The relationship between axial length (AXL) and refractive error is quite complex. For simplicity's sake, clinicians generally follow the rule where 1mm is equivalent to 3D of refractive error. The literature suggests that this is not quite as simple as that. Recent studies of contact lens interventions have shown that 1mm was equivalent to 2.40D in one study,5 but around 1.55D in another study,6 despite these studies involving similarly aged progressing myopic children.

Which matters most - axial length or refraction?

Of course both measurements matter - refraction is the visible concern of myopia and correcting vision is of utmost importance. As the commenters have done in this case, it is useful to compare axial length to refraction to check for potential errors in either measurement - for example by considering cycloplegic refraction as noted above. Using an optical biometry method of measuring axial length will ensure its utmost accuracy.

It is much simpler in this case, though, to simply consider the axial length in isolation. Regardless of the refractive error, the axial length has progressed and is approaching that high risk point of 26mm. Using axial length growth charts would demonstrate that this child's axial length is in the highest percentiles for her age. The image below is an output from the OCULUS Myopia Master, not related to this case, which for this child would indicate how high the axial length is compared to other children of the same age, and also predict the very high likelihood of this child progressing to high myopia across their childhood. These reports can be printed, with advice on visual environment and treatments included, for parental education.


What can be done now?

Considering her young age and the fast rate of myopia progression, the commenters suggested combining a form of optical myopia control treatment with low-dose atropine. It is worth noting, though, that there is currently only evidence for combining orthokeratology with atropine for additive efficacy. The commenters also recommended to check compliance with the treatment and consider other options - read more advice on this in Why isn't the myopia control strategy working?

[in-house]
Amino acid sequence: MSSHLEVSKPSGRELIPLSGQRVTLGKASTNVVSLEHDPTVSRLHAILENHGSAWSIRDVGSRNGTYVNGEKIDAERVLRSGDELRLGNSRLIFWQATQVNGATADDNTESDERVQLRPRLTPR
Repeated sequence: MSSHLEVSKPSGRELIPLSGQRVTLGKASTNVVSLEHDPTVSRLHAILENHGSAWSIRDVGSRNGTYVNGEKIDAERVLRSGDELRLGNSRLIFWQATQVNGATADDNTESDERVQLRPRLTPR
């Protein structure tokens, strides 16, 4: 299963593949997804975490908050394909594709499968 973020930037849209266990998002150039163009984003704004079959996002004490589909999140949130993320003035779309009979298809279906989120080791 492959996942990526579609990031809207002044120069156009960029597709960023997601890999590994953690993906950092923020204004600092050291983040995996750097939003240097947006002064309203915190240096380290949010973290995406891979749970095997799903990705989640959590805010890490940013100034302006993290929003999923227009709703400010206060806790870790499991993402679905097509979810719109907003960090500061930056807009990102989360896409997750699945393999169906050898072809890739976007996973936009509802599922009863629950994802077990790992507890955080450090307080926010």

Take home messages

  1. Axial length data is an extremely useful tool to gauge myopic progression, in conjunction with refractive error. It can be more useful than refraction, though in alerting the clinician to the risk of myopia-associated pathology, guiding the urgency of proactive myopia management.
  2. Using axial length growth charts, to compare a result to age-normal percentile values, is the most reliable guide to understanding risk of myopia and high myopia, and to gauging if progression appears to be accelerated compared to averages.

Further reading

Meet the Authors:

About Connie Gan

Connie is a clinical optometrist from Kedah, Malaysia, who provides comprehensive vision care for children and runs the myopia management service in her clinical practice.

Read Connie's work in many of the case studies published on Connie also manages our Myopia Profile and My Kids Vision Instagram and My Kids Vision Facebook platforms.

About Kimberley Ngu

Kimberley is a clinical optometrist from Perth, Australia, with experience in patient education programs, having practiced in both Australia and Singapore.

Read Kimberley's work in many of the case studies published on Kimberley also manages our Myopia Profile and My Kids Vision Instagram and My Kids Vision Facebook platforms.

This content is brought to you thanks to unrestricted educational grant from